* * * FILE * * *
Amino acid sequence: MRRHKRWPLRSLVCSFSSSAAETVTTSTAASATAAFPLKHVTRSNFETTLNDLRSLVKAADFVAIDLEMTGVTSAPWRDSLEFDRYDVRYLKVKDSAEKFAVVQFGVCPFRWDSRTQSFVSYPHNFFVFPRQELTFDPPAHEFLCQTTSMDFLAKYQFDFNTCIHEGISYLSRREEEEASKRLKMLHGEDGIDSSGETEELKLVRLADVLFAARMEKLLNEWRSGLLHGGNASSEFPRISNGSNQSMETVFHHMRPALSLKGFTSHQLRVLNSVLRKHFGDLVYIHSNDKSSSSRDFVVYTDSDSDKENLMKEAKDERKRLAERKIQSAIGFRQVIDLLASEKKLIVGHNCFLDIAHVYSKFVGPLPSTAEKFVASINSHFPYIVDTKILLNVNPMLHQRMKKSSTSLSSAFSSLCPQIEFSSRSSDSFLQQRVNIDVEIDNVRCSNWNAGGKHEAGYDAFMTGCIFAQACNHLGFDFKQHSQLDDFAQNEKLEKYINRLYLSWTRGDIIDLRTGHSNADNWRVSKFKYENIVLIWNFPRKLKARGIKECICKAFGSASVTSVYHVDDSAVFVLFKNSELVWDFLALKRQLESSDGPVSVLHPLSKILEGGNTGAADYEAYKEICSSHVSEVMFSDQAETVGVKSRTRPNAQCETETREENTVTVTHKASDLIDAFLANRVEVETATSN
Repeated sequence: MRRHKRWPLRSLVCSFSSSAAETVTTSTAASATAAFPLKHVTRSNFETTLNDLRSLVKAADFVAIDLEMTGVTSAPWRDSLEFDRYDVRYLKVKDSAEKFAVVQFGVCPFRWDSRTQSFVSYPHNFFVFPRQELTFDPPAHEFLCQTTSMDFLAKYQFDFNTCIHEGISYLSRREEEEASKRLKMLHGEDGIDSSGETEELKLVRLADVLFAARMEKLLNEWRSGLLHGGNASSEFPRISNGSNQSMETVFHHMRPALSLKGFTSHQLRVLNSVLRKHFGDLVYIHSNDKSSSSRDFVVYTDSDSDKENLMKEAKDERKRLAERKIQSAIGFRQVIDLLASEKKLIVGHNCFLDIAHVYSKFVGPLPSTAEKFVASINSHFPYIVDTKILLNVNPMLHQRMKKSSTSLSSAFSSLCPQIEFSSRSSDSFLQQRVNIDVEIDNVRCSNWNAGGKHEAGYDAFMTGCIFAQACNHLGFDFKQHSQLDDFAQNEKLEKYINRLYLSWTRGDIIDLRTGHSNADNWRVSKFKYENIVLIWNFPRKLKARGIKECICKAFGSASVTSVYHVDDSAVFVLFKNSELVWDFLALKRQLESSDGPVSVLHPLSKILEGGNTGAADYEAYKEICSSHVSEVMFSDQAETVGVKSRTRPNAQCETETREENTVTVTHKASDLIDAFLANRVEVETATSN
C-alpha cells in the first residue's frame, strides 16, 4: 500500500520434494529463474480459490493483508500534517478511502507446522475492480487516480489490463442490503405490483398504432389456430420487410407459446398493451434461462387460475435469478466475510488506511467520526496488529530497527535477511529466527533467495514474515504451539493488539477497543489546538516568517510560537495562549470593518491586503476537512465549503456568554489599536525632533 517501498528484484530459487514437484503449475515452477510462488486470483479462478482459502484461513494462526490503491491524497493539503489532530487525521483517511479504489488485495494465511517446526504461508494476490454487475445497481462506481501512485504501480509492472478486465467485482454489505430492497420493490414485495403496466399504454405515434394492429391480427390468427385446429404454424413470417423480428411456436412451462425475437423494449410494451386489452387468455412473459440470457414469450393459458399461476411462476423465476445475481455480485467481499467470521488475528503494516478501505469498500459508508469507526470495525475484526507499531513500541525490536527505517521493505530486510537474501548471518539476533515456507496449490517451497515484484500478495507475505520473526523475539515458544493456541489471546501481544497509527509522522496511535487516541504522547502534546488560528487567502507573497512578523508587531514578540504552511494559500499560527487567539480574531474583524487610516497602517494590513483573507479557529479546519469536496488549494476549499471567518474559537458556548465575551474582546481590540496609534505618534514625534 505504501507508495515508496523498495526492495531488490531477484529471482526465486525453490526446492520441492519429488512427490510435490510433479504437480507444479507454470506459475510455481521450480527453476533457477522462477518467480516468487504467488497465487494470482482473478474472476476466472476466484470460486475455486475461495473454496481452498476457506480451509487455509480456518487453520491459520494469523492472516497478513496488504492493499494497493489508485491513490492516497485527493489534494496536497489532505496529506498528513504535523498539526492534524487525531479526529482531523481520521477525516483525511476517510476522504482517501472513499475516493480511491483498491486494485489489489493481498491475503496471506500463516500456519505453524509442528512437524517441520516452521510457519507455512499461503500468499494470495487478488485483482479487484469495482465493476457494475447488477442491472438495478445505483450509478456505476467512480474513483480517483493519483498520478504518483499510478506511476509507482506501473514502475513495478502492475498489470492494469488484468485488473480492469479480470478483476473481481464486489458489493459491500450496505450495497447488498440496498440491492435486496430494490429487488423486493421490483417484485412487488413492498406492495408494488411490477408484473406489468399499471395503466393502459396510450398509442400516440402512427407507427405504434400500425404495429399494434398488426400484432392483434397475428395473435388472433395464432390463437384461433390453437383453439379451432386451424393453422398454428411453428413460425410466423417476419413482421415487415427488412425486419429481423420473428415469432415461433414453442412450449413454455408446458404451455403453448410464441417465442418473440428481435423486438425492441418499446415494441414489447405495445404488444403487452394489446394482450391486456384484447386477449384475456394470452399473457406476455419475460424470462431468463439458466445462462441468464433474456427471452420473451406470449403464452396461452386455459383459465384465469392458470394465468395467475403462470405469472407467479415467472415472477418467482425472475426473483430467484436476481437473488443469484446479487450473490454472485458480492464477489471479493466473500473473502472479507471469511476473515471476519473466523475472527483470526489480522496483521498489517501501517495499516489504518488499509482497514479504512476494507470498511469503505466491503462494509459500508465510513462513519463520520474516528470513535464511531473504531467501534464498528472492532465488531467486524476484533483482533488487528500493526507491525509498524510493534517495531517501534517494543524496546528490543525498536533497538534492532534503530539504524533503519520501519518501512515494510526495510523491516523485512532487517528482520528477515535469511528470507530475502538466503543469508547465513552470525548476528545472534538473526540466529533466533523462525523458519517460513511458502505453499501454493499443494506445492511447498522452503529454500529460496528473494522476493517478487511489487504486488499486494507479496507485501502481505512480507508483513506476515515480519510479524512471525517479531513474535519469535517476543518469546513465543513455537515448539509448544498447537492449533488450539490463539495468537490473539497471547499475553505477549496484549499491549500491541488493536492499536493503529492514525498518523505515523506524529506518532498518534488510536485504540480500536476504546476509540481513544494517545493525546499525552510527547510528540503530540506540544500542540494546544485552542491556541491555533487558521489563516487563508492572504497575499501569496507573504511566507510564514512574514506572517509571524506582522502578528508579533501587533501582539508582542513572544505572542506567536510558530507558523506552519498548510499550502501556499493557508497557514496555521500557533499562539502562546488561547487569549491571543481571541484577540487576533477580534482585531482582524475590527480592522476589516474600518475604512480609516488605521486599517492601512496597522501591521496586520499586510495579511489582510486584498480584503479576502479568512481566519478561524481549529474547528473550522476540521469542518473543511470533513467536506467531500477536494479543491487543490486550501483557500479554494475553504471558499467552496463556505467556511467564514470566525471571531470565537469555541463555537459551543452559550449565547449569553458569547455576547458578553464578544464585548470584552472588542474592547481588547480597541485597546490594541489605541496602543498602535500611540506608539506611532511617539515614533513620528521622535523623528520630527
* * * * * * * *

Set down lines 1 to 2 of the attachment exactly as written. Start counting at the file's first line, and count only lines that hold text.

Amino acid sequence: MRRHKRWPLRSLVCSFSSSAAETVTTSTAASATAAFPLKHVTRSNFETTLNDLRSLVKAADFVAIDLEMTGVTSAPWRDSLEFDRYDVRYLKVKDSAEKFAVVQFGVCPFRWDSRTQSFVSYPHNFFVFPRQELTFDPPAHEFLCQTTSMDFLAKYQFDFNTCIHEGISYLSRREEEEASKRLKMLHGEDGIDSSGETEELKLVRLADVLFAARMEKLLNEWRSGLLHGGNASSEFPRISNGSNQSMETVFHHMRPALSLKGFTSHQLRVLNSVLRKHFGDLVYIHSNDKSSSSRDFVVYTDSDSDKENLMKEAKDERKRLAERKIQSAIGFRQVIDLLASEKKLIVGHNCFLDIAHVYSKFVGPLPSTAEKFVASINSHFPYIVDTKILLNVNPMLHQRMKKSSTSLSSAFSSLCPQIEFSSRSSDSFLQQRVNIDVEIDNVRCSNWNAGGKHEAGYDAFMTGCIFAQACNHLGFDFKQHSQLDDFAQNEKLEKYINRLYLSWTRGDIIDLRTGHSNADNWRVSKFKYENIVLIWNFPRKLKARGIKECICKAFGSASVTSVYHVDDSAVFVLFKNSELVWDFLALKRQLESSDGPVSVLHPLSKILEGGNTGAADYEAYKEICSSHVSEVMFSDQAETVGVKSRTRPNAQCETETREENTVTVTHKASDLIDAFLANRVEVETATSN
Repeated sequence: MRRHKRWPLRSLVCSFSSSAAETVTTSTAASATAAFPLKHVTRSNFETTLNDLRSLVKAADFVAIDLEMTGVTSAPWRDSLEFDRYDVRYLKVKDSAEKFAVVQFGVCPFRWDSRTQSFVSYPHNFFVFPRQELTFDPPAHEFLCQTTSMDFLAKYQFDFNTCIHEGISYLSRREEEEASKRLKMLHGEDGIDSSGETEELKLVRLADVLFAARMEKLLNEWRSGLLHGGNASSEFPRISNGSNQSMETVFHHMRPALSLKGFTSHQLRVLNSVLRKHFGDLVYIHSNDKSSSSRDFVVYTDSDSDKENLMKEAKDERKRLAERKIQSAIGFRQVIDLLASEKKLIVGHNCFLDIAHVYSKFVGPLPSTAEKFVASINSHFPYIVDTKILLNVNPMLHQRMKKSSTSLSSAFSSLCPQIEFSSRSSDSFLQQRVNIDVEIDNVRCSNWNAGGKHEAGYDAFMTGCIFAQACNHLGFDFKQHSQLDDFAQNEKLEKYINRLYLSWTRGDIIDLRTGHSNADNWRVSKFKYENIVLIWNFPRKLKARGIKECICKAFGSASVTSVYHVDDSAVFVLFKNSELVWDFLALKRQLESSDGPVSVLHPLSKILEGGNTGAADYEAYKEICSSHVSEVMFSDQAETVGVKSRTRPNAQCETETREENTVTVTHKASDLIDAFLANRVEVETATSN